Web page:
Saint Thomas Aquinas Catholic Cemetery
600 E. Villanova Road
Ojai, California 93023
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Saint Thomas Aquinas Catholic Cemetery was established in 1912 and the last known burial was about 1950. The cemetery still exists and it is possible to visit the location.
The VCGS database contains 21 entries for this cemetery; these are believed to be a partial listing and come from the plaque at the entrance. Researchers should also search Find A Grave for this location.
More Detail about the Saint Thomas Aquinas Catholic Cemetery
A brass plaque at the entrance reads as follows:
“Eternal rest grant unto them and let perpetual light shine upon them
St. Thomas Aquinas Catholic Cemetery
Article from Los Angeles Times, Nov 2000
Knights of Columbus Set Out to Put Some Life Into Crumbling Catholic Cemetery
November 13, 2000|GAIL DAVIS | SPECIAL TO THE TIMES
OJAI — For years, the little Catholic graveyard on Villanova Road sat weedy and forgotten, all but three of its tombstones gone. A few miles away lies the well-kept and often-visited Nordhoff Cemetery. But the Catholic burial spot–even its name is in question–has been visited in the past couple of decades mostly by the occasional group of kids looking for a scary thrill.
Last year, though, members of the local order of the Knights of Columbus decided to take action. The group of St. Thomas Aquinas parishioners–led by 67-year-old retiree George Patterson–began clearing brush, spraying weed-killer and designing a rock wall and plaque to honor the Catholics buried there.
But it’s not easy finding names for the plaque, Patterson said. Few people remember much about the cemetery, which held its last burial about five decades ago, and St. Thomas Aquinas Church does not have any burial records. Neither does the Catholic Archdiocese of Los Angeles. He doesn’t want to leave any names off the brass plaque, Patterson said, and he only has about 25. There might be double that number of people buried there, although, again, no one knows for sure. Patterson doesn’t even know much of the graveyard’s history. Archdiocese officials told him it is called St. Thomas Aquinas Cemetery, although a few modern maps identify it as Ojai Cemetery, and at least one death certificate dating from the 1930s calls it Pacific Cemetery.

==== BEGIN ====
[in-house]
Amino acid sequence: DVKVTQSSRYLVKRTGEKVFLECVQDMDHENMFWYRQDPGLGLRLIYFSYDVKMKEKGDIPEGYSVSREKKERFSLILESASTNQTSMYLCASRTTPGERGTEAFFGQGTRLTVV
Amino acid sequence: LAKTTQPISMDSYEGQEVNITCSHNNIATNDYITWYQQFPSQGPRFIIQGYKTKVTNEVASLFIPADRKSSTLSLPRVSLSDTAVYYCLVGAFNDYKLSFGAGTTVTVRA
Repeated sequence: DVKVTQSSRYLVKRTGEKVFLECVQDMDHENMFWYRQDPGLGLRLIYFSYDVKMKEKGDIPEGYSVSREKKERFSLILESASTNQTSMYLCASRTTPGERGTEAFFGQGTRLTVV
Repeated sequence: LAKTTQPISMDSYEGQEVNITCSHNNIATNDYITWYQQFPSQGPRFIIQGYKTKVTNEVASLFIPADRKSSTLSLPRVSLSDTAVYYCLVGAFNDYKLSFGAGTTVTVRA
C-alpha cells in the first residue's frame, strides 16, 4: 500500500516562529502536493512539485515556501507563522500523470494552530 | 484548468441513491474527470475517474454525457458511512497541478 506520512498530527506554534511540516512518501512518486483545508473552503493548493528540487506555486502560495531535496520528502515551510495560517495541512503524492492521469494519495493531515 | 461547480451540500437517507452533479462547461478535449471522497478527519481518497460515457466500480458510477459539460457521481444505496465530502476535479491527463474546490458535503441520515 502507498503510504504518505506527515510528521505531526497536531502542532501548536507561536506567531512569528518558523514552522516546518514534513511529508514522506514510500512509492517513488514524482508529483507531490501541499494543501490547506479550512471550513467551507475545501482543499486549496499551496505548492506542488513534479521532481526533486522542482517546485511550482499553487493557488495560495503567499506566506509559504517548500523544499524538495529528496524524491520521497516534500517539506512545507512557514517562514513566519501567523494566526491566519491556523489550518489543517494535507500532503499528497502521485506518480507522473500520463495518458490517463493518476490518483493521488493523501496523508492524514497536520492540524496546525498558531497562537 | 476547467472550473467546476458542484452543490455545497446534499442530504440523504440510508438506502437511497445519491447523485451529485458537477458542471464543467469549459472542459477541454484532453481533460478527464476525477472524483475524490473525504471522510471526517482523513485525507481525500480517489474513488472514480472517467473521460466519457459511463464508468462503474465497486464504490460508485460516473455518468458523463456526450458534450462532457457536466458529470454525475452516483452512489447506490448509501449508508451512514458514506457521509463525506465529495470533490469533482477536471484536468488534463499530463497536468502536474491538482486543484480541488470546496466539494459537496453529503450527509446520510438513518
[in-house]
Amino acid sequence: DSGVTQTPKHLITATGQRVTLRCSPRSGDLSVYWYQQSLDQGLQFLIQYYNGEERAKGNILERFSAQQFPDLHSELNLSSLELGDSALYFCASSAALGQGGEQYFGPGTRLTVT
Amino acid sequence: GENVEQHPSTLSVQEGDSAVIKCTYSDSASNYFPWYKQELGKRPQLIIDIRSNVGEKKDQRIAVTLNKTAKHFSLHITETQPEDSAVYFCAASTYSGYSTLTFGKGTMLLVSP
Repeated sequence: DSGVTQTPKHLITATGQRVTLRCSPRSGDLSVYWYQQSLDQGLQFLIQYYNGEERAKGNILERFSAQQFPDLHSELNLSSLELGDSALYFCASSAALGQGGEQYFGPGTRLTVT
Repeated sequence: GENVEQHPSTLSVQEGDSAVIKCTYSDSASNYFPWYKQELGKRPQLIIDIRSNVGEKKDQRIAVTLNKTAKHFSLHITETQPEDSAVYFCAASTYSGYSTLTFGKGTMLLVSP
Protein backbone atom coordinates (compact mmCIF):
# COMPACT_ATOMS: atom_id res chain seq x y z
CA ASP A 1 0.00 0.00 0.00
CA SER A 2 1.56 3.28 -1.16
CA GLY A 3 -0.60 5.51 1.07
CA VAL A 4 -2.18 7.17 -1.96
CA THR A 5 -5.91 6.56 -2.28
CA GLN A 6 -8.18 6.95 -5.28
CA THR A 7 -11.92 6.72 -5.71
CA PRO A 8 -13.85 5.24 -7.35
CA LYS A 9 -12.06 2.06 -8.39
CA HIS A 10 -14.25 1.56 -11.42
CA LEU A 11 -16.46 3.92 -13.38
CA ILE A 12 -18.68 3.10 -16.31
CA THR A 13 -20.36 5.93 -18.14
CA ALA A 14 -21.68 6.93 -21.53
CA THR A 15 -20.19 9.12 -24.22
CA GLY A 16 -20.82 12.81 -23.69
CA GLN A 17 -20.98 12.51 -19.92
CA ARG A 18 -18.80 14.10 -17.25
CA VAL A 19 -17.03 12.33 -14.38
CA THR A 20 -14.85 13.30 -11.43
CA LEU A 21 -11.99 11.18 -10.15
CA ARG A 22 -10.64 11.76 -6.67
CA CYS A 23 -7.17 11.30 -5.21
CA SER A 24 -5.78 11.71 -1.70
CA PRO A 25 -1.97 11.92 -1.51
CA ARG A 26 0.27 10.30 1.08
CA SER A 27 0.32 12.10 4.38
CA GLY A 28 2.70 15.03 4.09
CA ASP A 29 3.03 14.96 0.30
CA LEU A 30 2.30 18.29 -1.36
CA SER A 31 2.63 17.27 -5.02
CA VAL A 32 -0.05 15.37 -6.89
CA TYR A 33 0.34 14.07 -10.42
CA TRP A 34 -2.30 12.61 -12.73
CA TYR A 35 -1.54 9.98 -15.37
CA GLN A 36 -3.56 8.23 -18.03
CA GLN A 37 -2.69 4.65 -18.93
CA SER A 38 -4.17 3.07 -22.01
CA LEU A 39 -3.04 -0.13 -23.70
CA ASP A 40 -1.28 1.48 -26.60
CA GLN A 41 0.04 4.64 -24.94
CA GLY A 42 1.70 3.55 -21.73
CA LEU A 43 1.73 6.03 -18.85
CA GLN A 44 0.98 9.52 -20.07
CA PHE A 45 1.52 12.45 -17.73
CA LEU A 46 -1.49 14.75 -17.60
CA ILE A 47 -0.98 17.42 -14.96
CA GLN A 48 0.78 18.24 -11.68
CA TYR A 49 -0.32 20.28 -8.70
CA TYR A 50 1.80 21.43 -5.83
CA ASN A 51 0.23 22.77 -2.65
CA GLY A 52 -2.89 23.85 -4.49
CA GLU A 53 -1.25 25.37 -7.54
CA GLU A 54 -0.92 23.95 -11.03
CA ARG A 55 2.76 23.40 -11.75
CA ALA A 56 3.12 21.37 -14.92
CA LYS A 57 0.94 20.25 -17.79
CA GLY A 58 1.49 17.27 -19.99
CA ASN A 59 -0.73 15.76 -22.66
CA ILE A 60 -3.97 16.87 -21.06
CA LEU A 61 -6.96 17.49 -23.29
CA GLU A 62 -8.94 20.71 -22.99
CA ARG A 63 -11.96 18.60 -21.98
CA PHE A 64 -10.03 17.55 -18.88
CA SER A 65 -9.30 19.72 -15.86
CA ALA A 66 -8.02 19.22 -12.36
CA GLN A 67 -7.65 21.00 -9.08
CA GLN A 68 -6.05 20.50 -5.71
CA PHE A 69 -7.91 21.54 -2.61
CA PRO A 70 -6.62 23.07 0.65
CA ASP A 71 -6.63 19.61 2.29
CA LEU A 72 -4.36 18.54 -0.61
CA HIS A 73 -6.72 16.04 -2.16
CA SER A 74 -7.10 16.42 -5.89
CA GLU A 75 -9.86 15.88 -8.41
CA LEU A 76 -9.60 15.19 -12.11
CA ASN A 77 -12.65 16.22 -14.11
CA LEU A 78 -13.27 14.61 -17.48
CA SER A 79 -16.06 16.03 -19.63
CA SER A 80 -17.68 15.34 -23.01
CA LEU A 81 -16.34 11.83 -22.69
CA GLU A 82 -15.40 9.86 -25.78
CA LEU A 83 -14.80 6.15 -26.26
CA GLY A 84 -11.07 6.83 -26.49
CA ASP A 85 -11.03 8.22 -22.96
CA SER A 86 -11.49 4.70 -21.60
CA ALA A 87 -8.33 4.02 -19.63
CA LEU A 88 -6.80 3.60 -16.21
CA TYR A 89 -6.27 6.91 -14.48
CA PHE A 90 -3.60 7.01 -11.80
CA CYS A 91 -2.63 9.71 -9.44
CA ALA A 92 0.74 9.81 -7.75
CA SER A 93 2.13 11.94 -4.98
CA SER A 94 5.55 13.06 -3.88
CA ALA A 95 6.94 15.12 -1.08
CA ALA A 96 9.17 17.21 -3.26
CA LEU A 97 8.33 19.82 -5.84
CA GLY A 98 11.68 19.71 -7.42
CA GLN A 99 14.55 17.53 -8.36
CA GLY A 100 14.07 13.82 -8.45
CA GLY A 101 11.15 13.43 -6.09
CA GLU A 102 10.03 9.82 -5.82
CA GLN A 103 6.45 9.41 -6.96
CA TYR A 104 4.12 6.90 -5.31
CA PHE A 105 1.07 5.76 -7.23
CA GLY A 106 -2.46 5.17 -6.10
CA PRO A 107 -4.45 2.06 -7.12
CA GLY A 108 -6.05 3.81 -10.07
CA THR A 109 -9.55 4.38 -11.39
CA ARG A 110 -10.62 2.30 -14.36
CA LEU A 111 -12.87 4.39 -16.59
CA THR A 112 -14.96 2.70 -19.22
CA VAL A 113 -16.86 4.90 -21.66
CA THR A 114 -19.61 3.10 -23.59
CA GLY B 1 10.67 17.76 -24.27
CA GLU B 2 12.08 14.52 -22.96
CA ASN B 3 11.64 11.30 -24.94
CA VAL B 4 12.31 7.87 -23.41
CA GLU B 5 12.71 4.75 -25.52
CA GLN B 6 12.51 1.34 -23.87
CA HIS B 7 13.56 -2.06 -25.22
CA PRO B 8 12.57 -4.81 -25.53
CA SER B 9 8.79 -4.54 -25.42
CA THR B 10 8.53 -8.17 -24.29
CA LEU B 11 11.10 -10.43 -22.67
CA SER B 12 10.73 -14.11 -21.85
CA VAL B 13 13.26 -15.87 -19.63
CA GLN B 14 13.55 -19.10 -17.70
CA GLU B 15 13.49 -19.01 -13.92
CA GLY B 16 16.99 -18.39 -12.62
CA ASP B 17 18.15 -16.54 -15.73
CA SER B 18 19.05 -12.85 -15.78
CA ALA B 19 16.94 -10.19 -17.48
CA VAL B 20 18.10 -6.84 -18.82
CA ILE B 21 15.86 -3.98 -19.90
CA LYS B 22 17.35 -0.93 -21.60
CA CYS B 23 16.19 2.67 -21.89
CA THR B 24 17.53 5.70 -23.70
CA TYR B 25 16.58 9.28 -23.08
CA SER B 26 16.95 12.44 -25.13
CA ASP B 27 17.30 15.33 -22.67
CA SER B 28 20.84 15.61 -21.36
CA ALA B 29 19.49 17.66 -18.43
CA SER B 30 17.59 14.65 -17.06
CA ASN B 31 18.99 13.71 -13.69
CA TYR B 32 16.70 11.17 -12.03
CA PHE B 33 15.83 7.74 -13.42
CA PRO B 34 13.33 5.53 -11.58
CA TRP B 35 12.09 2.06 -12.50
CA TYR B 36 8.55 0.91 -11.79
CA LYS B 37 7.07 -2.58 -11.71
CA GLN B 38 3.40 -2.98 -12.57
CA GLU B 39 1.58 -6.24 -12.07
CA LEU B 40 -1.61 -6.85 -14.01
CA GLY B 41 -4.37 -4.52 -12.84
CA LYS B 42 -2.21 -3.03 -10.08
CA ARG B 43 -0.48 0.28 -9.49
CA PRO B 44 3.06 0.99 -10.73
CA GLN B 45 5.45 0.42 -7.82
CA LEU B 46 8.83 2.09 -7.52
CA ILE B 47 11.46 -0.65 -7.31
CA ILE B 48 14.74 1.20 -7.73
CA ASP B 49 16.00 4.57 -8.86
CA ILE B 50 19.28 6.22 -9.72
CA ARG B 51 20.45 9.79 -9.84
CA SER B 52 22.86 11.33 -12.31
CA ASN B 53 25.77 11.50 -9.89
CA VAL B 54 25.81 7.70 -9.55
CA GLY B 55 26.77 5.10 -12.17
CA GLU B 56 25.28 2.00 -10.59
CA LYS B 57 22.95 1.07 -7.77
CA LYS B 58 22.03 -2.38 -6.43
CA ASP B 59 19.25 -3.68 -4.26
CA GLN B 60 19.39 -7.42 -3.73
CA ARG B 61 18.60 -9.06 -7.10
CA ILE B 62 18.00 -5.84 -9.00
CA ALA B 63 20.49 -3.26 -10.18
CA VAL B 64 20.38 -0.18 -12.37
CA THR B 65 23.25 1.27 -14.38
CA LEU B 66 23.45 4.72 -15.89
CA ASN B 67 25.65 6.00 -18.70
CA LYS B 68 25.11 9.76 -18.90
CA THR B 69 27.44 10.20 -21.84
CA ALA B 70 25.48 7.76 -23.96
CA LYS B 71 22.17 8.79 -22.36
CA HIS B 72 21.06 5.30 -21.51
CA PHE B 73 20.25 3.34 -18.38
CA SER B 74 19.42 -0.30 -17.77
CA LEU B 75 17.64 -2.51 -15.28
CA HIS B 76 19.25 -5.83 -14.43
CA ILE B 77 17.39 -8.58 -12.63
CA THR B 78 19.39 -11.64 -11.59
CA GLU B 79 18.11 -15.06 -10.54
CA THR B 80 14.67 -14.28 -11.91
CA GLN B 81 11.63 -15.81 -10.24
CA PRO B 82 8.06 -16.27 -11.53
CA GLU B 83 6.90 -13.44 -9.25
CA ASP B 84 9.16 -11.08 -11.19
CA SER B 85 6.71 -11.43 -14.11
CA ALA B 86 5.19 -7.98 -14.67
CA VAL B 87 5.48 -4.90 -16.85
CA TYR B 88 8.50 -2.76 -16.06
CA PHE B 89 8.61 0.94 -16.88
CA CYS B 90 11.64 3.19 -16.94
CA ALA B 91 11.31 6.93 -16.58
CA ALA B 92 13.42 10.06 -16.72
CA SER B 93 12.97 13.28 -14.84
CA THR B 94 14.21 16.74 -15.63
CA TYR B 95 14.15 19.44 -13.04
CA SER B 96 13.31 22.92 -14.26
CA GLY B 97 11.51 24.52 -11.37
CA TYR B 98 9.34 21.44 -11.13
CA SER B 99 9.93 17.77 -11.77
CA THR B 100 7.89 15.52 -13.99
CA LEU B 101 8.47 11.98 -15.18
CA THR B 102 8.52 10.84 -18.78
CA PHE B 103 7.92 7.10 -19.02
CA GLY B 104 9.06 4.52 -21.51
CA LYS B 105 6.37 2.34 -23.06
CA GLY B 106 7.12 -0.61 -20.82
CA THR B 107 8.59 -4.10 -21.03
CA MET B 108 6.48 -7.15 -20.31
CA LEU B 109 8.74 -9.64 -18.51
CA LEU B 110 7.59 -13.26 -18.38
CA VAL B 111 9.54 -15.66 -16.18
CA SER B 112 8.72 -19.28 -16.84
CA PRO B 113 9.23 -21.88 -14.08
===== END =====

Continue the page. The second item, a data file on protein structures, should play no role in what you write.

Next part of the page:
A local historian gave Patterson three letters dated 1912 showing that the two acres that make up the cemetery were deeded to St. Thomas Aquinas parish by a local landowner, whose son still owns property next door. The rest of Patterson’s knowledge of the place is mostly hearsay. Burials began in late 1912 or early 1913 and ended in the late 1940s or early 1950s. No records have turned up to explain why and exactly when it closed. Although old cemeteries may be common enough in the eastern United States, so-called inactive cemeteries are rarer in Southern California. In fact, St. Thomas Aquinas Cemetery is among only five shut-down burial grounds owned by the Catholic Archdiocese of Los Angeles, said Tod Tamberg, a spokesman for the archdiocese. All five are small. Most are–or at least were–rural graveyards that outgrew their usefulness for one reason or another, Tamberg said. They either filled up or fell out of compliance with state regulations or were displaced by another graveyard. But they are still cemeteries, and in the case of the five belonging to the archdiocese, still consecrated ground. They can’t be sold or built on. The archdiocese occasionally sends out maintenance crews to cut down weeds.